You might survive the bite of a single spider, but you find yourself facing many. And our poison is strong.Ti'aturi is a loose confederation of minor powers located on the far side of known lands in the Inner Shell that have formed an alliance against encroaching powers such as Kharkorp or Mharaji. When their lands are safe and no trouble is stirring from distant powers, the members of the Ti'aturi usually fall back to their old ways of fighting and raiding each other.
Around thirteen different villages and settlements of varying size have joined the Ti'aturi. None of them are equal to any of the great City-States and even united (and they rarely are), they are still inferior in number. But the Ti'aturi fight to defend their homes or to feed their families, and so fight tenaciously. Out of the thirteen, three are the most powerful and the most influential.
Members of the Ti'aturi
The ShokutaThe Shokuta live the closest to the rest of Araea and have spread out across several villages. By necessity, they have become warlike and quick to draw their blades. Though fierce warriors, they have a reputation as being equally skilled poets and have shown a canny talent for playing others against each other. Despite that, when the Ti'aturi call it is always the Shokuta who answer first. Read more about the Shokuta
The ShaeirDue to their contact with Kharkorp, the Shaeir have taken to the practice of ancestral worship and become skilled metal-smiths. To the Shaeir, there's two ways of doing something: the way their ancestors would have done it and the wrong way. The Shaeir still hold their secrets from the other pact-members, including the workings behind their most sacred ritual of Dream-Questing. Skill at arms and skill with words are highly praised among the Shaeir, in reverse order of importance. Read more about the Shaeir
The UdatsaReluctant partners of the Ti'aturi and far from most battles, the Udatsa are feared by the other pact-members as manflayers and maneaters. The battle-standards of the Udatsa give reason to this fear and the skull-masks they wear to battle make them terrifying figures. Despite that, the Udatsa would much rather just be left alone. Their displays give others pause when contemplating a raid, and that has given the Udatsa an attitude of grim practicality and gallows humor. Even so, they've proven more than capable warriors and are adapt at corraling tamed cave-lizards of great size into battle. They are poor poets, another cause for the other members of the Ti'aturi to distrust them. Read more about the Udatsa These are the largest and most powerful members of the Ti'aturi. The others are minor villages or small, distant settlements like river-town of Mahkum and currently harried town of Aburo.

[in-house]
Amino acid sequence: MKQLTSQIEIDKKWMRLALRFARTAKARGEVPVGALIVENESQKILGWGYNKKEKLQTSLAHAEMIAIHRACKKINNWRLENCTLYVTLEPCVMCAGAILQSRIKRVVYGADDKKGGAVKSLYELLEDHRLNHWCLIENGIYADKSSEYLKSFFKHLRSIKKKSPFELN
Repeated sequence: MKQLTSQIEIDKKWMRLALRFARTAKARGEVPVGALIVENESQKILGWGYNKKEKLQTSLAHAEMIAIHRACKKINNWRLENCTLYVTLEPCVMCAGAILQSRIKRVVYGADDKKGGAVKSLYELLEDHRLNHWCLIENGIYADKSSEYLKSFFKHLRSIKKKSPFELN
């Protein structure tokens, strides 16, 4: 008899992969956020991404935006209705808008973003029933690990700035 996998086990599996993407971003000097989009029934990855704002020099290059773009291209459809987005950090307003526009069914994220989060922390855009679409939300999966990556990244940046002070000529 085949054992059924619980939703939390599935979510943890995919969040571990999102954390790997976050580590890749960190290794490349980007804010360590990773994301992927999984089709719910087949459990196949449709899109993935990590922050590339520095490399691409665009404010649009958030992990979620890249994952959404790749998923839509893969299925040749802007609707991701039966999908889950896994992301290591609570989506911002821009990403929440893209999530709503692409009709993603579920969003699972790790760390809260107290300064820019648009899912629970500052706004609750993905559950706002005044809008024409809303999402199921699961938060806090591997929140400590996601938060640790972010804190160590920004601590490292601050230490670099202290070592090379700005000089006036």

The Ti'aturi pact is pledged again at every third year. Each member agree to cease hostilities among each other when an outside enemy threatens the land they claim as their own, to give no succor to any such foe and to deny the aid of the settlements in their land which have not joined the pact. These are given no protection and can be treated just as one would a foreign foe in times of crisis. Each meeting, the members of the Ti'aturi vie for advantage, playing up their part in the defense of all for material gain, favors or the promise of future aid. It is a spar of words (and occasionally of blades) which always seems just at the edge of breaking apart entirely before coming together at the end of the meeting at the third day.
Despite the defensive nature of the Ti'aturi pact, raiders from the pact have begun to strike the outskirts of 'civilized' land. These attacks are justified as retribution, or not at all. The victims, they say, have made themselves the enemy of the Ti'aturi and have no one to blame but themselves.
Ancestral EnemiesNot all of those who lives near the Ti'aturi have been so quick to join arms against outsider. The people here have fought each other for as long as they have lived here and some nurse feuds as deep as the Abyss. These form a constany danger for the Ti'aturi, as they are all too happy to aid the foes of the Ti'aturi and to attack them while their warriors are occupied elsewhere.
The Cost of ConquestSo far, Ti'aturi suffered several expeditions to colonize and subdue them. These are been repelled, each time at great cost. Each time, the Ti'aturi have grown more canny and have learned that to strike the city-states at their most vulnerable: the coffers. Ti'aturi have learned that if they can make such expeditions costly beyond any possible gain, they will quickly lose traction. They have become experts at guerilla attacks and at leading their foes into dangers (or vice-versa). For the Ti'aturi, if it is greed that lead their foe to invade their home, they will take all profit from them - a policy that has sometimes lead to some extreme measures.
While the Ti'aturi villages are sometimes depicted as uncivilized barbarians or degenerate tribals by stories and plays in the city-states, the only thing that really separates them is distance. The Ti'aturi have no disadvantage when it comes to working metal or forging weapons, though they have much less of the organized economy of the city-states, and their cultures are no less sophisticated. But the city-states, that narrative does not justify another expedition and so they tell a different story.